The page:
Fourth Sunday in Lent

I liked what Karen had to say this morning about the importance of kinship to God. Knowing that we are all connected, that we all belong to each other. It's a good thing for us to keep in mind, I think.

I am the eldest child in my family; I have two younger brothers. They certainly had their moments when we were growing up; I have distinct memories them ganging up on the big sister, going out of their way to drive me crazy. And yes, I probably drove them crazy too. And yet... we always got over ourselves eventually, always got back to a place where we could have fun together. There can be a lot of love and forgiveness in families.

Maybe because I'm the eldest, I totally understand where the prodigal son's older brother is coming from. It is easy for me to take on those attitudes in certain situations - to ask about justice and fairness, to ask, as Karen quoted from a Calvin and Hobbes comic a few weeks ago, why life is never unfair in my favour. When I have enough self-awareness to realize that's what I'm doing, I try to remind myself that, more often than not, I am the younger brother - that I receive more love and forgiveness than I really deserve - and that I need to be willing to extend that to others.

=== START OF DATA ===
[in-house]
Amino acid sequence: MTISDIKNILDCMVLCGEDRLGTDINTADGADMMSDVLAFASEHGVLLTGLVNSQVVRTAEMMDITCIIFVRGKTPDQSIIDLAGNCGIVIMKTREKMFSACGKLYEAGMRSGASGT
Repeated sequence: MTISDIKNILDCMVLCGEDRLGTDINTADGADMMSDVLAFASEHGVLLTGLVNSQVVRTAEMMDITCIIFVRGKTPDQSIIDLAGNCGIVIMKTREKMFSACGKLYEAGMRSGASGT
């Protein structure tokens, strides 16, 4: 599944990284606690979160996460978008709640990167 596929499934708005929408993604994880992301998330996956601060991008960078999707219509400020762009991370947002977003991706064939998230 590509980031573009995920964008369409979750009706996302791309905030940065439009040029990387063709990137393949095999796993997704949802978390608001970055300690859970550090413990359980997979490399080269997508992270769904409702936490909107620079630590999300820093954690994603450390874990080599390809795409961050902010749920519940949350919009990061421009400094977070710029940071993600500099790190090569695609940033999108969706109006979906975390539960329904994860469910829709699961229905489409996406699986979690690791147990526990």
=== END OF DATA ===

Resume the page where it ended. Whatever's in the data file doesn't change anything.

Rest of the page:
But I think Karen's message today adds something to that. Even when we're having "older brother" moments, there is more than enough love and goodness for all of us. And this is where the notion of kinship comes into it, for me. I certainly have a lot of patience and time for my crazy brothers - they're my family and I love them to bits. So how would my actions and attitudes change if I saw myself as being connected with all those around me? If I approached situations knowing that we all belong to each other, that there is no one who doesn't belong? How much more so would that foster love, justice and equality in my community?

Laura S.